Here’s what researchers know about early intervention.

NDIS is an illusion for people with Complex Needs

Luke Michael

Many National Disability Insurance Scheme recipients with complex and challenging support needs are not seeing the benefits the NDIS is meant to deliver, Victoria’s Public Advocate says.

A new report from the Office of the Public Advocate said a poor quality of services under the NDIS was impacting on the human rights of people with disability, and significantly compromising their ability to achieve chosen life goals.

Public Advocate Dr Colleen Pearce said for many, the choice and control promised by the NDIS was an illusion.

Disability carer recorded saying 'I just wanna f***ing beat these kids without risk'

Alison Branley

An audio recording has exposed the shocking verbal abuse of a 14-year-old severely autistic boy by the people who were supposed to be caring for him.

Warning: this story contains disturbing content and coarse language

Key points:

  • Two disability carers recorded verbally abusing autistic boy
  • In the recording, one carer tells the young boy "I'm gonna bash you"
  • Greens senator Jordon Steele-John wants aged care royal commission expanded to include abuse of people with disabilities living in group homes

Vic OPA: The Illusion of ‘choice and control’

The difficulties for people with complex and challenging support needs to obtain adequate supports under the NDIS

The purpose of this report is to tell the stories of some of OPA’s clients who have complex and challenging support needs, and who are not seeing the benefits that the National Disability Insurance Scheme (NDIS) is intended to deliver.

The human impact and harm experienced by clients when they receive inadequate supports under the NDIS is significant and the costs to them for this failure, and to all of us, have been enormous.

‘The Chase’ star Anne Hegerty reveals how Asperger’s affects her life

ANNE Hegerty aka The Governess from The Chase has opened up about having Asperger’s syndrome.

The quiz show star, 60, was officially diagnosed in 2005, two years after first suspecting she might have the condition.

“I think that I saw a documentary on TV (about Asperger’s) and there was just something about it that rung bells in my brain,” Hegerty said on UK TV show Loose Women. “I remember in my diary writing, ‘I’m beginning to suspect again that I have Asperger’s syndrome.’”

The priorities for autism

LIFE had always had its challenges for Sean, but it wasn't until he was in his 40s that the Raymond Terrace man was formally diagnosed with autism.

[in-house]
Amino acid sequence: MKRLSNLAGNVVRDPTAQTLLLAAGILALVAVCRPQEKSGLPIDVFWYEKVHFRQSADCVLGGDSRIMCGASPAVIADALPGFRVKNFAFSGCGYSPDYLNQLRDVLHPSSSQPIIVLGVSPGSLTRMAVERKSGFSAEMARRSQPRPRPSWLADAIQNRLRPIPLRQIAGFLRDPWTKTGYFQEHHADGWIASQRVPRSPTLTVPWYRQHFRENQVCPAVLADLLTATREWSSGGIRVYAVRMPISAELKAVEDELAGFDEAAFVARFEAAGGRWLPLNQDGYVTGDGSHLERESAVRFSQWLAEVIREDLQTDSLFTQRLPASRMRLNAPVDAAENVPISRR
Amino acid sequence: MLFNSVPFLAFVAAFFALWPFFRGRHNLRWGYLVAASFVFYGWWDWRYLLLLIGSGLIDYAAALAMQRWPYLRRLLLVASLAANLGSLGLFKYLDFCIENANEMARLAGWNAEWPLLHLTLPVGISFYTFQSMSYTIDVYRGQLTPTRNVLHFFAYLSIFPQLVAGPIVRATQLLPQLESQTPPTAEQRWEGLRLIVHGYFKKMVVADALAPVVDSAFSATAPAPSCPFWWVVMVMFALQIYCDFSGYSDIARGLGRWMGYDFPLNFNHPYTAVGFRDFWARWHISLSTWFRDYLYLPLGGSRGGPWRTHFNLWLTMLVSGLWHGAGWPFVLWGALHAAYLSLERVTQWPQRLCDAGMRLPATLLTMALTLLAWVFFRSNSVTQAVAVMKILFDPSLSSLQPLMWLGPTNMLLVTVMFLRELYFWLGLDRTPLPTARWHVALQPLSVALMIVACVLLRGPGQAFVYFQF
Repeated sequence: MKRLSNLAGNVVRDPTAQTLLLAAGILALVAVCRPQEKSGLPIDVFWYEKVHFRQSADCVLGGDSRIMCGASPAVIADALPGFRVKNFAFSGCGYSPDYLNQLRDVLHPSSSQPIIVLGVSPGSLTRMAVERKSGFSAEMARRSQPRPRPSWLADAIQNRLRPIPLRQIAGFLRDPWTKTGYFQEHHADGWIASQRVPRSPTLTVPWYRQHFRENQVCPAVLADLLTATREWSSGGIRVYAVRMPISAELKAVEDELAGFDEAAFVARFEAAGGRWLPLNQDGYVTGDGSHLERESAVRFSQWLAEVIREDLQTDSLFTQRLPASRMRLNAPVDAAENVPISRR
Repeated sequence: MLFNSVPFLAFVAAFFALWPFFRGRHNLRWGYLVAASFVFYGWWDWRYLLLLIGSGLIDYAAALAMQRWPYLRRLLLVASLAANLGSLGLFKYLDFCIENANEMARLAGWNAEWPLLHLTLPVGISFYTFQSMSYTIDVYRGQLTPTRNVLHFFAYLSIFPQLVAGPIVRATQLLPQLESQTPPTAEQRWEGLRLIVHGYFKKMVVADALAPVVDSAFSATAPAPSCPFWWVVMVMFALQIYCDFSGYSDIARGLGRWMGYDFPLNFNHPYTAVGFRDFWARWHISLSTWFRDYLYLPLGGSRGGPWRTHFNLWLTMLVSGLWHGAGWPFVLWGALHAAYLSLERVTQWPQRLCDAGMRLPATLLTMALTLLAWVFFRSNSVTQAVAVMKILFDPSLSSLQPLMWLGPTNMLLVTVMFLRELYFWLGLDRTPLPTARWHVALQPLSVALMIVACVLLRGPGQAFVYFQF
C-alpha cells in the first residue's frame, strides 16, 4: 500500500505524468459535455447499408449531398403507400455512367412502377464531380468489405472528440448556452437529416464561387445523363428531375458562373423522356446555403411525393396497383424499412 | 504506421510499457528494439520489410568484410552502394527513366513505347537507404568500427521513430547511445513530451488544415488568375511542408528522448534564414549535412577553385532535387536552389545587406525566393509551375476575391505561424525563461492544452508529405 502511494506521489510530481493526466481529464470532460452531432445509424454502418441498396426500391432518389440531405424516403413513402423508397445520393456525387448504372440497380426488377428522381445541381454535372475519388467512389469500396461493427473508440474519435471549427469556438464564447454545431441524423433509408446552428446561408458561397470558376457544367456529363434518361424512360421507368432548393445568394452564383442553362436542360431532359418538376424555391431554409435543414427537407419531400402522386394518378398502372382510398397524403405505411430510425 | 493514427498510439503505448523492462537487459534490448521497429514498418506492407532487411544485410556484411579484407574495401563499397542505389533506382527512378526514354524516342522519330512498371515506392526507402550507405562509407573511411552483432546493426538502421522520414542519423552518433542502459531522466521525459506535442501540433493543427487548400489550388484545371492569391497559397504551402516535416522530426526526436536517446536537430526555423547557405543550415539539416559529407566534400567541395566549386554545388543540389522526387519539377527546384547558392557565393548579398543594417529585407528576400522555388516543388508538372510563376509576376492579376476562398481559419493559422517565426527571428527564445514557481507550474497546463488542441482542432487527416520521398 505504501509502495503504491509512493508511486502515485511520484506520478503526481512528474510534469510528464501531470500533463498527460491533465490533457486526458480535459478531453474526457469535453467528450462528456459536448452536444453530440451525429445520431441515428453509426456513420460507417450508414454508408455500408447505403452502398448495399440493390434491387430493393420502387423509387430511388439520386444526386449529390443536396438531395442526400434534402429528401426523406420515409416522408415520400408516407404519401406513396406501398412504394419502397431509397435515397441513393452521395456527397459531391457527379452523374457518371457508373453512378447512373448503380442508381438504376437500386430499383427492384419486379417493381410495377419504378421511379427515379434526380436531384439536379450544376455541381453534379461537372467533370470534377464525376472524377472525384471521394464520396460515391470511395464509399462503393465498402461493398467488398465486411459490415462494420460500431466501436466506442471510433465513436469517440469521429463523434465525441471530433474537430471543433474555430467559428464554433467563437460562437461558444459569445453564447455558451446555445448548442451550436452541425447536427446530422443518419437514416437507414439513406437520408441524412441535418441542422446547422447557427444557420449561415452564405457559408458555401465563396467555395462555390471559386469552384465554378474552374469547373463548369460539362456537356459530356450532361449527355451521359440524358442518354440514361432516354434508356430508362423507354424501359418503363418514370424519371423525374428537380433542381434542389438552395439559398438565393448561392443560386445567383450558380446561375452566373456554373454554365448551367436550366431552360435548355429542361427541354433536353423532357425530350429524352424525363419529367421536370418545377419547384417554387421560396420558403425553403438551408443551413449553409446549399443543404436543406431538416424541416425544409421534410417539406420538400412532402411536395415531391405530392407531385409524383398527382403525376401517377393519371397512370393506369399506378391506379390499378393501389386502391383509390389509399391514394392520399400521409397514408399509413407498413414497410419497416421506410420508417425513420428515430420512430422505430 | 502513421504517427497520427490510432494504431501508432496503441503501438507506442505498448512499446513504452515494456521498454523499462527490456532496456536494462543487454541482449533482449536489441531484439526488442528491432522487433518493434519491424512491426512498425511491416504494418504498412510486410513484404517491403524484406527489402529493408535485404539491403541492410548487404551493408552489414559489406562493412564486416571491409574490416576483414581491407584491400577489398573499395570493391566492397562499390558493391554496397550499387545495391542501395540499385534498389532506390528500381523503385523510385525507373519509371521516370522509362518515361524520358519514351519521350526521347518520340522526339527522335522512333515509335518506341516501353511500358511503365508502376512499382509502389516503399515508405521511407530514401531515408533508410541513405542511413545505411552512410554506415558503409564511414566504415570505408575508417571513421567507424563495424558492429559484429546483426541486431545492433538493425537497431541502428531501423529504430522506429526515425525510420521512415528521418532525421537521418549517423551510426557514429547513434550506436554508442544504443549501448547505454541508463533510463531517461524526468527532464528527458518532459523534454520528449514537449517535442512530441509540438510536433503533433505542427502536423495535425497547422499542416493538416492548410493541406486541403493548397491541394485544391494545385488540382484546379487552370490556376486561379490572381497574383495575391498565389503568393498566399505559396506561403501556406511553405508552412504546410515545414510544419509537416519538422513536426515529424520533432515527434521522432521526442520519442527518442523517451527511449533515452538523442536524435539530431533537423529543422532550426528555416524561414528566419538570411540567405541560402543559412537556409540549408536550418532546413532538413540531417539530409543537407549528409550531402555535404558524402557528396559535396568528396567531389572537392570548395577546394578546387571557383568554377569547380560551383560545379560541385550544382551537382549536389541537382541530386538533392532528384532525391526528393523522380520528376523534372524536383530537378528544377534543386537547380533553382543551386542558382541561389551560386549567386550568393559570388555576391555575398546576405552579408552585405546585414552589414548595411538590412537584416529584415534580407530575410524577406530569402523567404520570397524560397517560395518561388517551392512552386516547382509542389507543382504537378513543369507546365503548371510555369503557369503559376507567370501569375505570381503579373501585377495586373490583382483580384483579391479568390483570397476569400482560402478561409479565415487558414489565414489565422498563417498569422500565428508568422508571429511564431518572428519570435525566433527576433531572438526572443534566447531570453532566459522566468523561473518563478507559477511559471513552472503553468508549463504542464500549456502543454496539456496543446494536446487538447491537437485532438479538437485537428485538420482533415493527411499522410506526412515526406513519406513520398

The father of three said he saw similar personality traits between himself and his youngest son, who also has autism.

The NDIS support has allowed Sean to flourish in his own small business, a local lawn mowing service.

Sean now has supports to improve his mobility, reduce muscle pain plus support workers.

Talk Time program prepares students with autism for a life after school

Michael Vincent

For some parents of children with autism their greatest fear is how to prepare their child for adult life.

Even simple communication can be a struggle.

"As a parent all you can hope is they're able to cope in the world," Brooke Vujeviks said.

When her son Jordan started high school "he literally walked in the door and looked at the ground — barely any eye contact".

Autistic children need the world to acknowledge the significance of the challenges they face

Nick Hodge, Sheffield Hallam University

Autistic children are increasingly being suspended or expelled from school, because of “behavioural problems” official figures show. Some regions in the UK have seen a 100% increase in these types of exclusions since 2011.

Research carried out by myself and colleagues at Sheffield Hallam University demonstrates the devastating consequences these exclusions have for disabled children and their families.

A landmark legal ruling in August stated that the exclusion of autistic children from school is a violation of their human rights. This decision by the upper tribunal should bring to a halt the alarming rise in the number of school exclusions of autistic pupils.